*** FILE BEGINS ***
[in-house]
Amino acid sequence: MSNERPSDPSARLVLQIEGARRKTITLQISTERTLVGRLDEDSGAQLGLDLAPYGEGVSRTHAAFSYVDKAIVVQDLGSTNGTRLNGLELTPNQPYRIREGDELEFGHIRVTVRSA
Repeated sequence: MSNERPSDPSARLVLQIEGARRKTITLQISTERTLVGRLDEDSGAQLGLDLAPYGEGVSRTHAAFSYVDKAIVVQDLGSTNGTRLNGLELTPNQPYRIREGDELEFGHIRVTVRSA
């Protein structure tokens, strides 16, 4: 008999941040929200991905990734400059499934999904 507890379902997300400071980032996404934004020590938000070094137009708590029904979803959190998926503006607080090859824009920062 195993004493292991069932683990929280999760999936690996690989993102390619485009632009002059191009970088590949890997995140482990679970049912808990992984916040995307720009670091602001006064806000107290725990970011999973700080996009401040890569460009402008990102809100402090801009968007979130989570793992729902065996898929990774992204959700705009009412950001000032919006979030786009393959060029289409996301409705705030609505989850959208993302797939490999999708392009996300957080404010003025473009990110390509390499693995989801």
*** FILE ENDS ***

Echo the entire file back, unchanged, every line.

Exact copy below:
[in-house]
Amino acid sequence: MSNERPSDPSARLVLQIEGARRKTITLQISTERTLVGRLDEDSGAQLGLDLAPYGEGVSRTHAAFSYVDKAIVVQDLGSTNGTRLNGLELTPNQPYRIREGDELEFGHIRVTVRSA
Repeated sequence: MSNERPSDPSARLVLQIEGARRKTITLQISTERTLVGRLDEDSGAQLGLDLAPYGEGVSRTHAAFSYVDKAIVVQDLGSTNGTRLNGLELTPNQPYRIREGDELEFGHIRVTVRSA
């Protein structure tokens, strides 16, 4: 008999941040929200991905990734400059499934999904 507890379902997300400071980032996404934004020590938000070094137009708590029904979803959190998926503006607080090859824009920062 195993004493292991069932683990929280999760999936690996690989993102390619485009632009002059191009970088590949890997995140482990679970049912808990992984916040995307720009670091602001006064806000107290725990970011999973700080996009401040890569460009402008990102809100402090801009968007979130989570793992729902065996898929990774992204959700705009009412950001000032919006979030786009393959060029289409996301409705705030609505989850959208993302797939490999999708392009996300957080404010003025473009990110390509390499693995989801």